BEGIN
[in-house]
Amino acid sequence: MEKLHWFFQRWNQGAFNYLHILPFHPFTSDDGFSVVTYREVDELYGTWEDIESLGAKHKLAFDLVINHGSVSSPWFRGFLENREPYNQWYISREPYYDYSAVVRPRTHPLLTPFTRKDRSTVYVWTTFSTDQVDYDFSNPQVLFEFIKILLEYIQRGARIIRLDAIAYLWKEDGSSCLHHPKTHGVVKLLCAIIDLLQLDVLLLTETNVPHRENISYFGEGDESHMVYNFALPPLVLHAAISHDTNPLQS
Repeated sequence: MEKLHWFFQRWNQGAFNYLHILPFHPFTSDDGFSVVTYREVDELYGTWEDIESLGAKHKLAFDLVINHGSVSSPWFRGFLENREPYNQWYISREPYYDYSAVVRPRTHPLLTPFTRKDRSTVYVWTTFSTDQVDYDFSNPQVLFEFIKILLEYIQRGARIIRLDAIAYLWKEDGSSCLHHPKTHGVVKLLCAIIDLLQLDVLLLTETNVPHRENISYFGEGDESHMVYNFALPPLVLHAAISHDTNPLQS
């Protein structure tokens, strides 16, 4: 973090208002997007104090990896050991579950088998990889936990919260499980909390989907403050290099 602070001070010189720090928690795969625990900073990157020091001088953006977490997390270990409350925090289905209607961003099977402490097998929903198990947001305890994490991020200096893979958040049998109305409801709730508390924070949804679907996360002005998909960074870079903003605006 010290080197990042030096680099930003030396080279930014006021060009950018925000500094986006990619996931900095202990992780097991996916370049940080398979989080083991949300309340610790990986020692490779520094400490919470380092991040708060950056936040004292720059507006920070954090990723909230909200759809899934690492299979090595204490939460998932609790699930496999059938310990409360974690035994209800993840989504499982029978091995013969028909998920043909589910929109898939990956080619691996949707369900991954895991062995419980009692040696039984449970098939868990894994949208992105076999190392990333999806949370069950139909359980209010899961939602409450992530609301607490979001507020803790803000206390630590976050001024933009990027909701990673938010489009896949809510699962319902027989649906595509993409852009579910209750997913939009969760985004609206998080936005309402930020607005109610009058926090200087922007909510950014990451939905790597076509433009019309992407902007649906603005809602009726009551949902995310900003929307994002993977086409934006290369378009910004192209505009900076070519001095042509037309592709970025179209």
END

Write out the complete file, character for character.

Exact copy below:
[in-house]
Amino acid sequence: MEKLHWFFQRWNQGAFNYLHILPFHPFTSDDGFSVVTYREVDELYGTWEDIESLGAKHKLAFDLVINHGSVSSPWFRGFLENREPYNQWYISREPYYDYSAVVRPRTHPLLTPFTRKDRSTVYVWTTFSTDQVDYDFSNPQVLFEFIKILLEYIQRGARIIRLDAIAYLWKEDGSSCLHHPKTHGVVKLLCAIIDLLQLDVLLLTETNVPHRENISYFGEGDESHMVYNFALPPLVLHAAISHDTNPLQS
Repeated sequence: MEKLHWFFQRWNQGAFNYLHILPFHPFTSDDGFSVVTYREVDELYGTWEDIESLGAKHKLAFDLVINHGSVSSPWFRGFLENREPYNQWYISREPYYDYSAVVRPRTHPLLTPFTRKDRSTVYVWTTFSTDQVDYDFSNPQVLFEFIKILLEYIQRGARIIRLDAIAYLWKEDGSSCLHHPKTHGVVKLLCAIIDLLQLDVLLLTETNVPHRENISYFGEGDESHMVYNFALPPLVLHAAISHDTNPLQS
């Protein structure tokens, strides 16, 4: 973090208002997007104090990896050991579950088998990889936990919260499980909390989907403050290099 602070001070010189720090928690795969625990900073990157020091001088953006977490997390270990409350925090289905209607961003099977402490097998929903198990947001305890994490991020200096893979958040049998109305409801709730508390924070949804679907996360002005998909960074870079903003605006 010290080197990042030096680099930003030396080279930014006021060009950018925000500094986006990619996931900095202990992780097991996916370049940080398979989080083991949300309340610790990986020692490779520094400490919470380092991040708060950056936040004292720059507006920070954090990723909230909200759809899934690492299979090595204490939460998932609790699930496999059938310990409360974690035994209800993840989504499982029978091995013969028909998920043909589910929109898939990956080619691996949707369900991954895991062995419980009692040696039984449970098939868990894994949208992105076999190392990333999806949370069950139909359980209010899961939602409450992530609301607490979001507020803790803000206390630590976050001024933009990027909701990673938010489009896949809510699962319902027989649906595509993409852009579910209750997913939009969760985004609206998080936005309402930020607005109610009058926090200087922007909510950014990451939905790597076509433009019309992407902007649906603005809602009726009551949902995310900003929307994002993977086409934006290369378009910004192209505009900076070519001095042509037309592709970025179209």